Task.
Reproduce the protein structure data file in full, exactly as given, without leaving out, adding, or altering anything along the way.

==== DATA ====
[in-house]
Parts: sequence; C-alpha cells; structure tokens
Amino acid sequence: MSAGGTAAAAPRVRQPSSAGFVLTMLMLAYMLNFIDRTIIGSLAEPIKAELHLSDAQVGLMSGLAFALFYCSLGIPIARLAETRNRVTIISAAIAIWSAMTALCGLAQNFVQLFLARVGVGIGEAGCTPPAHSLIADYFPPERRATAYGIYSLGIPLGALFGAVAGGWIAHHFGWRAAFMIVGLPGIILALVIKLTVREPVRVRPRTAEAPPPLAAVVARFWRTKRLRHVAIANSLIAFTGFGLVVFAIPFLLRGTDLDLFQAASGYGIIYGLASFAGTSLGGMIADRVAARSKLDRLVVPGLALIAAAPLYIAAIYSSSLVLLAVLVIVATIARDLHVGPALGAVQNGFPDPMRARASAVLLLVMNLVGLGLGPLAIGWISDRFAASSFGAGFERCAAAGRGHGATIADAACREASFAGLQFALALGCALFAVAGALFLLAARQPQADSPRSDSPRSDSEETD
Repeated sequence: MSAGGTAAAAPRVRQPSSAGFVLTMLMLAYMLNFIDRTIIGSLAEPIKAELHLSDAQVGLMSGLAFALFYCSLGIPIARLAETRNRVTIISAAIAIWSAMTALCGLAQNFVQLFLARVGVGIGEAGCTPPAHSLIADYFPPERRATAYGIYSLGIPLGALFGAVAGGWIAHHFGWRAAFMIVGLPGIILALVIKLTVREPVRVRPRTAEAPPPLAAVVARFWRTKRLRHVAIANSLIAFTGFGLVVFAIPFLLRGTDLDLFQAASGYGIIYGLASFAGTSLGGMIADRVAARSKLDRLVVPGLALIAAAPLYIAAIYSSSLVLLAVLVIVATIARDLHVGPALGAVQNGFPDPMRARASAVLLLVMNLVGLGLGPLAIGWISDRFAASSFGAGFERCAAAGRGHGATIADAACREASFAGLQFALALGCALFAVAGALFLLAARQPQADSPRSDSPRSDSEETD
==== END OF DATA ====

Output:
[in-house]
Parts: sequence; C-alpha cells; structure tokens
Amino acid sequence: MSAGGTAAAAPRVRQPSSAGFVLTMLMLAYMLNFIDRTIIGSLAEPIKAELHLSDAQVGLMSGLAFALFYCSLGIPIARLAETRNRVTIISAAIAIWSAMTALCGLAQNFVQLFLARVGVGIGEAGCTPPAHSLIADYFPPERRATAYGIYSLGIPLGALFGAVAGGWIAHHFGWRAAFMIVGLPGIILALVIKLTVREPVRVRPRTAEAPPPLAAVVARFWRTKRLRHVAIANSLIAFTGFGLVVFAIPFLLRGTDLDLFQAASGYGIIYGLASFAGTSLGGMIADRVAARSKLDRLVVPGLALIAAAPLYIAAIYSSSLVLLAVLVIVATIARDLHVGPALGAVQNGFPDPMRARASAVLLLVMNLVGLGLGPLAIGWISDRFAASSFGAGFERCAAAGRGHGATIADAACREASFAGLQFALALGCALFAVAGALFLLAARQPQADSPRSDSPRSDSEETD
Repeated sequence: MSAGGTAAAAPRVRQPSSAGFVLTMLMLAYMLNFIDRTIIGSLAEPIKAELHLSDAQVGLMSGLAFALFYCSLGIPIARLAETRNRVTIISAAIAIWSAMTALCGLAQNFVQLFLARVGVGIGEAGCTPPAHSLIADYFPPERRATAYGIYSLGIPLGALFGAVAGGWIAHHFGWRAAFMIVGLPGIILALVIKLTVREPVRVRPRTAEAPPPLAAVVARFWRTKRLRHVAIANSLIAFTGFGLVVFAIPFLLRGTDLDLFQAASGYGIIYGLASFAGTSLGGMIADRVAARSKLDRLVVPGLALIAAAPLYIAAIYSSSLVLLAVLVIVATIARDLHVGPALGAVQNGFPDPMRARASAVLLLVMNLVGLGLGPLAIGWISDRFAASSFGAGFERCAAAGRGHGATIADAACREASFAGLQFALALGCALFAVAGALFLLAARQPQADSPRSDSPRSDSEETD